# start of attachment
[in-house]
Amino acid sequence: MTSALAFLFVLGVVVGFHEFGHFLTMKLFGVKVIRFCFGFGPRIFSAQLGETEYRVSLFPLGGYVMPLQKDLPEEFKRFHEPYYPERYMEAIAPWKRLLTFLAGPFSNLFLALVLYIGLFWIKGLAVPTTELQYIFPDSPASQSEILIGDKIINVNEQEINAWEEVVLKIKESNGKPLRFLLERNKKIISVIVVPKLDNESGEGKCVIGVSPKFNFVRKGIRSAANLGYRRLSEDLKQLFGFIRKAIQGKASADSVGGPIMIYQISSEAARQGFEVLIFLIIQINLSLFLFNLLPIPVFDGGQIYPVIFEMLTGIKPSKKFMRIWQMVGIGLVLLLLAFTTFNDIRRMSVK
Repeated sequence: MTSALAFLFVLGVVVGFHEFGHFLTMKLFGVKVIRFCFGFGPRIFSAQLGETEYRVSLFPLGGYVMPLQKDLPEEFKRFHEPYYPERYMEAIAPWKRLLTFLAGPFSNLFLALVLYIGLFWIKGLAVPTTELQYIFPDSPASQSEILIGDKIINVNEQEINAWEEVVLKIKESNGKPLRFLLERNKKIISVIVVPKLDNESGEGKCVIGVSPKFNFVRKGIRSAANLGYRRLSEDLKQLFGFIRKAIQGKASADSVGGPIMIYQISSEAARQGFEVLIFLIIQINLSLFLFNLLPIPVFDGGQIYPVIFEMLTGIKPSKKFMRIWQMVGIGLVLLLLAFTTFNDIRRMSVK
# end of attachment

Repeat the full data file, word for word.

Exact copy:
[in-house]
Amino acid sequence: MTSALAFLFVLGVVVGFHEFGHFLTMKLFGVKVIRFCFGFGPRIFSAQLGETEYRVSLFPLGGYVMPLQKDLPEEFKRFHEPYYPERYMEAIAPWKRLLTFLAGPFSNLFLALVLYIGLFWIKGLAVPTTELQYIFPDSPASQSEILIGDKIINVNEQEINAWEEVVLKIKESNGKPLRFLLERNKKIISVIVVPKLDNESGEGKCVIGVSPKFNFVRKGIRSAANLGYRRLSEDLKQLFGFIRKAIQGKASADSVGGPIMIYQISSEAARQGFEVLIFLIIQINLSLFLFNLLPIPVFDGGQIYPVIFEMLTGIKPSKKFMRIWQMVGIGLVLLLLAFTTFNDIRRMSVK
Repeated sequence: MTSALAFLFVLGVVVGFHEFGHFLTMKLFGVKVIRFCFGFGPRIFSAQLGETEYRVSLFPLGGYVMPLQKDLPEEFKRFHEPYYPERYMEAIAPWKRLLTFLAGPFSNLFLALVLYIGLFWIKGLAVPTTELQYIFPDSPASQSEILIGDKIINVNEQEINAWEEVVLKIKESNGKPLRFLLERNKKIISVIVVPKLDNESGEGKCVIGVSPKFNFVRKGIRSAANLGYRRLSEDLKQLFGFIRKAIQGKASADSVGGPIMIYQISSEAARQGFEVLIFLIIQINLSLFLFNLLPIPVFDGGQIYPVIFEMLTGIKPSKKFMRIWQMVGIGLVLLLLAFTTFNDIRRMSVK